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Axial displacement

Shafts, or other rotating machine components, are generally supported by a locating and a non-locating bearing, see section Bearing arrangements.
Locating bearings provide axial location for the machine component in both directions. The most suitable bearings for this are those that can accommodate combined loads, or can provide axial guidance in combination with a second bearing, see matrix.
Non-locating bearings must permit shaft movement in the axial direction, so that the bearings are not overloaded when, for example, thermal expansion of the shaft occurs. The most suitable bearings for the non-locating position include needle roller bearings and NU and N design cylindrical roller bearings (fig 1). NJ design cylindrical roller bearings and some full complement design cylindrical roller bearings can also be used.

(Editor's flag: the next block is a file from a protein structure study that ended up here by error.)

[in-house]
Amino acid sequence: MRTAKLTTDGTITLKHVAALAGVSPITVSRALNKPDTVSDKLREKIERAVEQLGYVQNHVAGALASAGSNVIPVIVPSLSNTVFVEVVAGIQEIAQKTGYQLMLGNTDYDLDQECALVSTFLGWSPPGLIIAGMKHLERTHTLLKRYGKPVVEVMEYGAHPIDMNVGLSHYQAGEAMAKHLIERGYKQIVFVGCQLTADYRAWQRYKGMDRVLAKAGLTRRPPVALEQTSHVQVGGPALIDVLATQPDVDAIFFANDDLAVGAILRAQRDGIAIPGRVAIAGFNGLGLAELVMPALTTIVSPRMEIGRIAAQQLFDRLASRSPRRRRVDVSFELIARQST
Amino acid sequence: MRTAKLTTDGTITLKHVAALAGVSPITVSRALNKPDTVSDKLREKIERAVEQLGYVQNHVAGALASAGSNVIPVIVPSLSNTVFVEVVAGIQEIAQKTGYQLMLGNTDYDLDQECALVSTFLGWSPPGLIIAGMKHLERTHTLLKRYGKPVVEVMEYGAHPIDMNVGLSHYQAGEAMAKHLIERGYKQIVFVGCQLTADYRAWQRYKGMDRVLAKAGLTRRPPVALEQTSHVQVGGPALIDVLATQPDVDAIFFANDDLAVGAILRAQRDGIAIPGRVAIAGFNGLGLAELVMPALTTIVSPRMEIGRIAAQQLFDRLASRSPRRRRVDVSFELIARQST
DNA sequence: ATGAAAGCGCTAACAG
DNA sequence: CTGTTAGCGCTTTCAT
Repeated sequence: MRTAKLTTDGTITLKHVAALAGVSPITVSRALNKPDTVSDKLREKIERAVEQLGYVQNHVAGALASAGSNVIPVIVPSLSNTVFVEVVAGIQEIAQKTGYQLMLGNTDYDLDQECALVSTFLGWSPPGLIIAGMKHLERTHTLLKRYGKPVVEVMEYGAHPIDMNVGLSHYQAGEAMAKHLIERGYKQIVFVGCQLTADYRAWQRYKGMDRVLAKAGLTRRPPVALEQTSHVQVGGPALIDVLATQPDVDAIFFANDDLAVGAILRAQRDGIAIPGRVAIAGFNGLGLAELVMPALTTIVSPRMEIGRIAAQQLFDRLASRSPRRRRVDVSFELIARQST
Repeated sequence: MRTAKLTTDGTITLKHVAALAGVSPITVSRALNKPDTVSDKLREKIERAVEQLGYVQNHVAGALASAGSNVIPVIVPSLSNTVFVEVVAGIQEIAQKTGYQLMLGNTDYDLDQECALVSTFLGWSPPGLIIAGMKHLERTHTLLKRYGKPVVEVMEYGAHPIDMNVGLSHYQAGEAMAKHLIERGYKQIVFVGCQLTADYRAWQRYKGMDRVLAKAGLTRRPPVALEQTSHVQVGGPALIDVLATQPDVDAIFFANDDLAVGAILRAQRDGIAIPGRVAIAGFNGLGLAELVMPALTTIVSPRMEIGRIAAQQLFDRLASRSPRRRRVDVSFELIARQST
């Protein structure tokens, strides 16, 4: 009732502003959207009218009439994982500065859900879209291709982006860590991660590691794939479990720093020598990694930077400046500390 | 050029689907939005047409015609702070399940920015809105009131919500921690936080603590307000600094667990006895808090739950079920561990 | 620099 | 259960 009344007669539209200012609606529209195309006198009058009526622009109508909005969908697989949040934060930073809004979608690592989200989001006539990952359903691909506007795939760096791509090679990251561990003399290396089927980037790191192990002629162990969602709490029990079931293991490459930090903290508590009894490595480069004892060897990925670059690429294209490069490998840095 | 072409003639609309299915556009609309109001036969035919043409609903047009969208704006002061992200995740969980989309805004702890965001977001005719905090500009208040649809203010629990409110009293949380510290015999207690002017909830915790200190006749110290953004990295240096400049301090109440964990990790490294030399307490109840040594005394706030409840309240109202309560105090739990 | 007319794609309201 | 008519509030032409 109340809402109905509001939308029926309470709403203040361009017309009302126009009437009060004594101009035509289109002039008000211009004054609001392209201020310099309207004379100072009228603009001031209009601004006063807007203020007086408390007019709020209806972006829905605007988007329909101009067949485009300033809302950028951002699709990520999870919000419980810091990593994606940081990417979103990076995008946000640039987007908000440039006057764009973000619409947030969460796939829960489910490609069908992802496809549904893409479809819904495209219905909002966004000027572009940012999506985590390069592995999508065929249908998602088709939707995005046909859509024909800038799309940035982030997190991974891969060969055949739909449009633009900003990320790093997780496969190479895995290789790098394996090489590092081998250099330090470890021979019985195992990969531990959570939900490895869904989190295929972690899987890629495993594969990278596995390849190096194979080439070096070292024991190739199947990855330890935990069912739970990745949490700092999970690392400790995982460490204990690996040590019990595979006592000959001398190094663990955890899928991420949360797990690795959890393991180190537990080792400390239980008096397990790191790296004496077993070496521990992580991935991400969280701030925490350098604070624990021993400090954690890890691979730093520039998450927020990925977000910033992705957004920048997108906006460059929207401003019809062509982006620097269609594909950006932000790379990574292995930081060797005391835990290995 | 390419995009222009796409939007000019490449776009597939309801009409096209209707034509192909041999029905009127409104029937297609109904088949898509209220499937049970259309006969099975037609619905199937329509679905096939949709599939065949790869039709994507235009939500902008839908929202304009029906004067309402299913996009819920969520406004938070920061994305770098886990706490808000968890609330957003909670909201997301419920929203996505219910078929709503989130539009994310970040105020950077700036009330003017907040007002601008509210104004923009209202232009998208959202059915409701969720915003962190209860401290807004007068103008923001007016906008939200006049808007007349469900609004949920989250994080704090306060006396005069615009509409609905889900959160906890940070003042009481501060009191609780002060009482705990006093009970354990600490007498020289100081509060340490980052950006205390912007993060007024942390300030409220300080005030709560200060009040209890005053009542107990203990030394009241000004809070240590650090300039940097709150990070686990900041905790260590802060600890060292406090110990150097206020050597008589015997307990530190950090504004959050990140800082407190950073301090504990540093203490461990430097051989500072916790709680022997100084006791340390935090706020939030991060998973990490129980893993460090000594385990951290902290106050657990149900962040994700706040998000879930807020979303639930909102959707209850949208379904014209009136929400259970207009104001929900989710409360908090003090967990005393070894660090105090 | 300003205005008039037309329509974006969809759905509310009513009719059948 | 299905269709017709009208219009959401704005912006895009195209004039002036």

In applications where the required axial displacement is relatively large and also the shaft may be misaligned, a CARB toroidal roller bearing is the best choice as non-locating bearing (fig 2).
All of these bearings permit axial displacement of the shaft with respect to the housing within the bearing. Values for the permissible axial displacement within the bearing are provided in the relevant product tables.
If non-separable bearings, e.g. deep groove ball bearings or spherical roller bearings (fig 3) are used as non-locating bearings, one of the bearing rings must have a loose fit, see section Radial location of bearings.
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